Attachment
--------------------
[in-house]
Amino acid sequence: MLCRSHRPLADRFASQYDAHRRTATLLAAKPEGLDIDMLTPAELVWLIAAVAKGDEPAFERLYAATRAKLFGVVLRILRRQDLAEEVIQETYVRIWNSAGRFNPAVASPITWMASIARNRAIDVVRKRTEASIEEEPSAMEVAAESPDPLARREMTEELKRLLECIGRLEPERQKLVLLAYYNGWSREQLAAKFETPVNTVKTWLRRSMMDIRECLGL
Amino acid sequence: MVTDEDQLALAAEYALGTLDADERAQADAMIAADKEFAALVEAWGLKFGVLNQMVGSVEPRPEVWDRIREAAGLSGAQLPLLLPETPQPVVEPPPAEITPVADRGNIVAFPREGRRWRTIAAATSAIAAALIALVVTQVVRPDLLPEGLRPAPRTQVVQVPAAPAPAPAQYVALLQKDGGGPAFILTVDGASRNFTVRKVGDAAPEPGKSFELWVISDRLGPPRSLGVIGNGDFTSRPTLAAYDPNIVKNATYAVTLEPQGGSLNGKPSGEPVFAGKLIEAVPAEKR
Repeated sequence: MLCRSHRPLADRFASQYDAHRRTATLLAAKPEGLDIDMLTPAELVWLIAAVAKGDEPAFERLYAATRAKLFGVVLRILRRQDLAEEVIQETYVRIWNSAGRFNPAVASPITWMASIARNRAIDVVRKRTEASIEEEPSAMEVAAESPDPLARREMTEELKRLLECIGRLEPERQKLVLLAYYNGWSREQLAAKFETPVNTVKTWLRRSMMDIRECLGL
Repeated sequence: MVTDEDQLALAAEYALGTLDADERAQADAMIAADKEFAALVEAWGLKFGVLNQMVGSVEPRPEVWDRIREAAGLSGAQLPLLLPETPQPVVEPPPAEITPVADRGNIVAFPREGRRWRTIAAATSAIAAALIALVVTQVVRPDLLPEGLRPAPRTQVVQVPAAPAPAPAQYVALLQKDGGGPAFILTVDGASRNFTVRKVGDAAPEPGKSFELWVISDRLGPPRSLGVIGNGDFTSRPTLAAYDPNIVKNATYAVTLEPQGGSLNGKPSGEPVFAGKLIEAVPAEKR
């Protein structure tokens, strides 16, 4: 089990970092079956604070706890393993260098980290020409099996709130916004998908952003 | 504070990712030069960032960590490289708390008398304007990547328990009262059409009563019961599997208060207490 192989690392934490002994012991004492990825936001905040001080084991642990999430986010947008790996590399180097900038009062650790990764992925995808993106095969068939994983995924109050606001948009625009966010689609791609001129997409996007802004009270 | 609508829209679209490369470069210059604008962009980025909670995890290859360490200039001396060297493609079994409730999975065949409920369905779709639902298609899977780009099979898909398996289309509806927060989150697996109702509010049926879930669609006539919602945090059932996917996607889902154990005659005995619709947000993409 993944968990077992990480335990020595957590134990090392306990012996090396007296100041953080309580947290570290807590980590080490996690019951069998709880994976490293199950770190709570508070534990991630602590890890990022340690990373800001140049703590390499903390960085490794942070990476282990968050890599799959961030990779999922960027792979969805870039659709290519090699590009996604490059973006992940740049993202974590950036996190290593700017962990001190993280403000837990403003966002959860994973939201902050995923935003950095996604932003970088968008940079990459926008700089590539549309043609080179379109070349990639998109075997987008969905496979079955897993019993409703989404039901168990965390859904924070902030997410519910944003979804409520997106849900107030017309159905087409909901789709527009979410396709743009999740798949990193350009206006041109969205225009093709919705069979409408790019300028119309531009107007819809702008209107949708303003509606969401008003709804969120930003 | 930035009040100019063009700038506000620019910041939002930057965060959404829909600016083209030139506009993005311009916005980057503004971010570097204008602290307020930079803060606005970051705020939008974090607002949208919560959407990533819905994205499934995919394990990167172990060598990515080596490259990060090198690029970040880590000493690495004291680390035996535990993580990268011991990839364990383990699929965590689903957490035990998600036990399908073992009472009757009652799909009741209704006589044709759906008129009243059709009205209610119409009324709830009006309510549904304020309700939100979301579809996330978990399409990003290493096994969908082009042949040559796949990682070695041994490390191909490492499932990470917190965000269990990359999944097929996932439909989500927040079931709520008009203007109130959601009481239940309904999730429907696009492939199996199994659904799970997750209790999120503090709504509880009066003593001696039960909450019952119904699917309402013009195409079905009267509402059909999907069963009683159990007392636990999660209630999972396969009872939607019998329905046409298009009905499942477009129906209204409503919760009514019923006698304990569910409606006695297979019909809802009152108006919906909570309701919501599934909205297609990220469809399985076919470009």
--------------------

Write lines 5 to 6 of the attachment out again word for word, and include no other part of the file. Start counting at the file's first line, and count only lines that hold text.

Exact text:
Repeated sequence: MVTDEDQLALAAEYALGTLDADERAQADAMIAADKEFAALVEAWGLKFGVLNQMVGSVEPRPEVWDRIREAAGLSGAQLPLLLPETPQPVVEPPPAEITPVADRGNIVAFPREGRRWRTIAAATSAIAAALIALVVTQVVRPDLLPEGLRPAPRTQVVQVPAAPAPAPAQYVALLQKDGGGPAFILTVDGASRNFTVRKVGDAAPEPGKSFELWVISDRLGPPRSLGVIGNGDFTSRPTLAAYDPNIVKNATYAVTLEPQGGSLNGKPSGEPVFAGKLIEAVPAEKR
């Protein structure tokens, strides 16, 4: 089990970092079956604070706890393993260098980290020409099996709130916004998908952003 | 504070990712030069960032960590490289708390008398304007990547328990009262059409009563019961599997208060207490 192989690392934490002994012991004492990825936001905040001080084991642990999430986010947008790996590399180097900038009062650790990764992925995808993106095969068939994983995924109050606001948009625009966010689609791609001129997409996007802004009270 | 609508829209679209490369470069210059604008962009980025909670995890290859360490200039001396060297493609079994409730999975065949409920369905779709639902298609899977780009099979898909398996289309509806927060989150697996109702509010049926879930669609006539919602945090059932996917996607889902154990005659005995619709947000993409 993944968990077992990480335990020595957590134990090392306990012996090396007296100041953080309580947290570290807590980590080490996690019951069998709880994976490293199950770190709570508070534990991630602590890890990022340690990373800001140049703590390499903390960085490794942070990476282990968050890599799959961030990779999922960027792979969805870039659709290519090699590009996604490059973006992940740049993202974590950036996190290593700017962990001190993280403000837990403003966002959860994973939201902050995923935003950095996604932003970088968008940079990459926008700089590539549309043609080179379109070349990639998109075997987008969905496979079955897993019993409703989404039901168990965390859904924070902030997410519910944003979804409520997106849900107030017309159905087409909901789709527009979410396709743009999740798949990193350009206006041109969205225009093709919705069979409408790019300028119309531009107007819809702008209107949708303003509606969401008003709804969120930003 | 930035009040100019063009700038506000620019910041939002930057965060959404829909600016083209030139506009993005311009916005980057503004971010570097204008602290307020930079803060606005970051705020939008974090607002949208919560959407990533819905994205499934995919394990990167172990060598990515080596490259990060090198690029970040880590000493690495004291680390035996535990993580990268011991990839364990383990699929965590689903957490035990998600036990399908073992009472009757009652799909009741209704006589044709759906008129009243059709009205209610119409009324709830009006309510549904304020309700939100979301579809996330978990399409990003290493096994969908082009042949040559796949990682070695041994490390191909490492499932990470917190965000269990990359999944097929996932439909989500927040079931709520008009203007109130959601009481239940309904999730429907696009492939199996199994659904799970997750209790999120503090709504509880009066003593001696039960909450019952119904699917309402013009195409079905009267509402059909999907069963009683159990007392636990999660209630999972396969009872939607019998329905046409298009009905499942477009129906209204409503919760009514019923006698304990569910409606006695297979019909809802009152108006919906909570309701919501599934909205297609990220469809399985076919470009």